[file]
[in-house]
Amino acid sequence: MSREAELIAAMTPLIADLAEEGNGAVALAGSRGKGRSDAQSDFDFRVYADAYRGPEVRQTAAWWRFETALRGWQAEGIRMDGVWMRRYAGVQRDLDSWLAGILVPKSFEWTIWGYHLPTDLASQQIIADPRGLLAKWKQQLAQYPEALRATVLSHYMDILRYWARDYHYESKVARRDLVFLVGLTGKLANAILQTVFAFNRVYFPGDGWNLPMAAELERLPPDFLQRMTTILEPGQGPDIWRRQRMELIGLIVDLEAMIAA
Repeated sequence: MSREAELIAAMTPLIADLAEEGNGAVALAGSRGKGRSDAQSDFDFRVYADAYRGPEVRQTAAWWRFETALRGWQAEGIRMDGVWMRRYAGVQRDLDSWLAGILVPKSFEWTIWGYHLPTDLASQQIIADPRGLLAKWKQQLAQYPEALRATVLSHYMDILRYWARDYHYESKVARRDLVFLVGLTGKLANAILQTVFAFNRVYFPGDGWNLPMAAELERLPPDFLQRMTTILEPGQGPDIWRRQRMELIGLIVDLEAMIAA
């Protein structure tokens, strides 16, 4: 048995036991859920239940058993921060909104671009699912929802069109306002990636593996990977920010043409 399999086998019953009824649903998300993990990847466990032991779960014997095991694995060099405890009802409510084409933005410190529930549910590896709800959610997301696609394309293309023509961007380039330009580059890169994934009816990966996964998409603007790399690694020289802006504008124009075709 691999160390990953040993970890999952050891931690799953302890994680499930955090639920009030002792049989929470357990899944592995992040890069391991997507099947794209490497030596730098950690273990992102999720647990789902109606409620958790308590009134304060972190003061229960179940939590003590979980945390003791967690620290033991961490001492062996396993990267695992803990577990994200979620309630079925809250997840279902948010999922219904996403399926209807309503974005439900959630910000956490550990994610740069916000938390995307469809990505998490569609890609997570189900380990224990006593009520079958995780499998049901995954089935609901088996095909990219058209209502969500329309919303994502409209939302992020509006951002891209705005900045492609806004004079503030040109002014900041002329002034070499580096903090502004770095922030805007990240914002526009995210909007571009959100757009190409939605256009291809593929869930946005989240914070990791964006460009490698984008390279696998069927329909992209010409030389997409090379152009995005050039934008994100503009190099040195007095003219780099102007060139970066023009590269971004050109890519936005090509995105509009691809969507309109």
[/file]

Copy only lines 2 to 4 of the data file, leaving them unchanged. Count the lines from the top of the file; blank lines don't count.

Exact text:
Amino acid sequence: MSREAELIAAMTPLIADLAEEGNGAVALAGSRGKGRSDAQSDFDFRVYADAYRGPEVRQTAAWWRFETALRGWQAEGIRMDGVWMRRYAGVQRDLDSWLAGILVPKSFEWTIWGYHLPTDLASQQIIADPRGLLAKWKQQLAQYPEALRATVLSHYMDILRYWARDYHYESKVARRDLVFLVGLTGKLANAILQTVFAFNRVYFPGDGWNLPMAAELERLPPDFLQRMTTILEPGQGPDIWRRQRMELIGLIVDLEAMIAA
Repeated sequence: MSREAELIAAMTPLIADLAEEGNGAVALAGSRGKGRSDAQSDFDFRVYADAYRGPEVRQTAAWWRFETALRGWQAEGIRMDGVWMRRYAGVQRDLDSWLAGILVPKSFEWTIWGYHLPTDLASQQIIADPRGLLAKWKQQLAQYPEALRATVLSHYMDILRYWARDYHYESKVARRDLVFLVGLTGKLANAILQTVFAFNRVYFPGDGWNLPMAAELERLPPDFLQRMTTILEPGQGPDIWRRQRMELIGLIVDLEAMIAA
């Protein structure tokens, strides 16, 4: 048995036991859920239940058993921060909104671009699912929802069109306002990636593996990977920010043409 399999086998019953009824649903998300993990990847466990032991779960014997095991694995060099405890009802409510084409933005410190529930549910590896709800959610997301696609394309293309023509961007380039330009580059890169994934009816990966996964998409603007790399690694020289802006504008124009075709 691999160390990953040993970890999952050891931690799953302890994680499930955090639920009030002792049989929470357990899944592995992040890069391991997507099947794209490497030596730098950690273990992102999720647990789902109606409620958790308590009134304060972190003061229960179940939590003590979980945390003791967690620290033991961490001492062996396993990267695992803990577990994200979620309630079925809250997840279902948010999922219904996403399926209807309503974005439900959630910000956490550990994610740069916000938390995307469809990505998490569609890609997570189900380990224990006593009520079958995780499998049901995954089935609901088996095909990219058209209502969500329309919303994502409209939302992020509006951002891209705005900045492609806004004079503030040109002014900041002329002034070499580096903090502004770095922030805007990240914002526009995210909007571009959100757009190409939605256009291809593929869930946005989240914070990791964006460009490698984008390279696998069927329909992209010409030389997409090379152009995005050039934008994100503009190099040195007095003219780099102007060139970066023009590269971004050109890519936005090509995105509009691809969507309109």